Behind the Net
Penguin's Bankruptcy Revisited
As the curtain of bankruptcy crashed down upon the Penguins last month, Tad Potter felt a familiar twinge in the pit of his stomach. Financial distress may be new to this generation of Pittsburgh hockey fans, but as the red ink poured forth from the Civic Arena, Potter shook his head with equal parts familiarity and disbelief. "Bankruptcy and Penguin hockey. For some ungodly reason," he said, "they’ve almost become synonymous in the sports pages."
Potter’s been here before.
He was owner of the Penguins on June 12, 1975, when IRS agents walked into the Arena and ended his dream job. He had been negotiating a plan to keep the team while beginning to pay $532,000 in overdue withholding taxes, but he hadn’t figured on a local management change in the agency.
"They got a new district director, and this new guy came in and decided he was going to make a name for himself," recalls Potter. "An agent who was working down there told me later – and I can still remember him saying this to me – the new guy said, ‘Shut them down now. Make some noise.’ So they came into my office and said, ‘Don’t touch a thing. Just get up from your desk and leave.’ "
While Potter did what he was told, other employees remembered team officials frantically stashing documents in Arena offices. The day ended with padlocks on some Arena doors, new locks on others and Potter on the street – literally and figuratively.
The Penguins, having just suffered the ignominy of losing a Stanley Cup quarterfinal playoff series to the New York Islanders despite winning the first three games, were $6.5 million in debt when they were placed in receivership. Not only had the IRS placed a tax lien against them, but Equibank, the Penguins’ largest creditor, had filed a $5 million suit. Pens’ GM Jack Button was appointed receiver by the courts and began to entertain offers. Potter spent most of the next month searching for investors. He even talked to New York Yankees’ owner George Steinbrenner, whose principle interest seemed to be the prospect of moving the team, Potter recalled.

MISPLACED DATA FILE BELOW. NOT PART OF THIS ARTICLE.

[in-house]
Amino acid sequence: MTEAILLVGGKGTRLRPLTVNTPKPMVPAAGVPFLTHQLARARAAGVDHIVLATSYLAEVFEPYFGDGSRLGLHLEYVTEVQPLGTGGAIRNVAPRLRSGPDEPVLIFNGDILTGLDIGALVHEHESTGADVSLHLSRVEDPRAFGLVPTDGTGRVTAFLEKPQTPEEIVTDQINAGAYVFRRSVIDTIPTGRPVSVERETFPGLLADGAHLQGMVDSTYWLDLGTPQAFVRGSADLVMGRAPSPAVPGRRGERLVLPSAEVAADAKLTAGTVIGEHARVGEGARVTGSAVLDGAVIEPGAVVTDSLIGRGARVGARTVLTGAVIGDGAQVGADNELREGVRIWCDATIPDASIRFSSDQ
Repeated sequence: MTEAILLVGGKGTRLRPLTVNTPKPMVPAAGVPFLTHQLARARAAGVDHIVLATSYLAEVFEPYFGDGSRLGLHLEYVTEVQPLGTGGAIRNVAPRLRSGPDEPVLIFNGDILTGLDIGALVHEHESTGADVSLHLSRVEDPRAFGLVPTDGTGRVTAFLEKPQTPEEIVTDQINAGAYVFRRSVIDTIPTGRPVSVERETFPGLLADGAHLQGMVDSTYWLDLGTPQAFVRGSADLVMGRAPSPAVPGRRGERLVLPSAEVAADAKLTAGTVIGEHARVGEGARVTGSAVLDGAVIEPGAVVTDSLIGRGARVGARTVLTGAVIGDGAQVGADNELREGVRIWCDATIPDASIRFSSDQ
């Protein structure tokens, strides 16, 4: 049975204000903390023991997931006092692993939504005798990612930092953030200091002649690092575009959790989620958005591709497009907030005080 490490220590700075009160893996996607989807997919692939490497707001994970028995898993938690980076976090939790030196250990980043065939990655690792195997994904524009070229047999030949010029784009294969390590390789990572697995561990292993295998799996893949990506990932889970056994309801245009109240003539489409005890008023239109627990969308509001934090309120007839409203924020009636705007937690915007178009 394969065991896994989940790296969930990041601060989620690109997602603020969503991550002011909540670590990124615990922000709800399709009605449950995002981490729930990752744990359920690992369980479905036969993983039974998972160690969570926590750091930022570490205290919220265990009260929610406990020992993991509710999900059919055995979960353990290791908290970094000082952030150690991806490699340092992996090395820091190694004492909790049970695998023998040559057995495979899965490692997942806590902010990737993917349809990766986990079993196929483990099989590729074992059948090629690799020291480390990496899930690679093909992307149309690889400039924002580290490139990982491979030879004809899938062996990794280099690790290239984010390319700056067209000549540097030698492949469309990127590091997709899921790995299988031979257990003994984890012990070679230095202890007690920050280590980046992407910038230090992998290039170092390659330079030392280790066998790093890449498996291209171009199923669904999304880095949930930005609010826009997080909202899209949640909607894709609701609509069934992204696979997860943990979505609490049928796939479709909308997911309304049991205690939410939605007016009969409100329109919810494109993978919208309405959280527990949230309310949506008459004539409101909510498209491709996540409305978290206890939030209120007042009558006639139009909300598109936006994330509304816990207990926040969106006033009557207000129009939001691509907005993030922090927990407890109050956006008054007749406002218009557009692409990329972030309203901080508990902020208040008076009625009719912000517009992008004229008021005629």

The Penguins were eventually sold for a mere $3.8 million to a group that included Wren Blair, owner of the IHL’s Saginaw Gears. Potter recalled Blair’s novel way of trimming payroll: he sold minor-league contracts to the Gears. "Talk about letting the fox in the hen house," Potter said.
Potter didn’t have the luxury of reorganizing under bankruptcy laws like owners Roger Marino and Howard Baldwin. They are fighting some of the same battles – Potter also lacked control of the Arena – albeit with much more money on the line. Some say the team’s debt could reach about $100 million.
"If he went into this with open eyes... if I was losing that kind of money, I don’t know if I would have gotten involved in the first place," Potter said of Marino, who became Baldwin’s partner in May, 1997. "But I’m really surprised the NHL hasn’t taken the team over. This guy Marino must have told (NHL commissioner Gary) Bettman, ‘I’ve got plenty of money to run this club right. It’s up to you to make a decision. Say it’s mine and I can go ahead and run it right, or I’m taking my marbles and going home.’ "
The Penguins remain an emotional issue for Potter. The same goes for Peter Block, a management official under Potter who originally had the idea for an NHL expansion team in Pittsburgh. Both hope the Pens are rescued.
"It’s very, very scary to see this happening to the Penguins again," says Block. "After all, it was my idea and I want to see it succeed forever."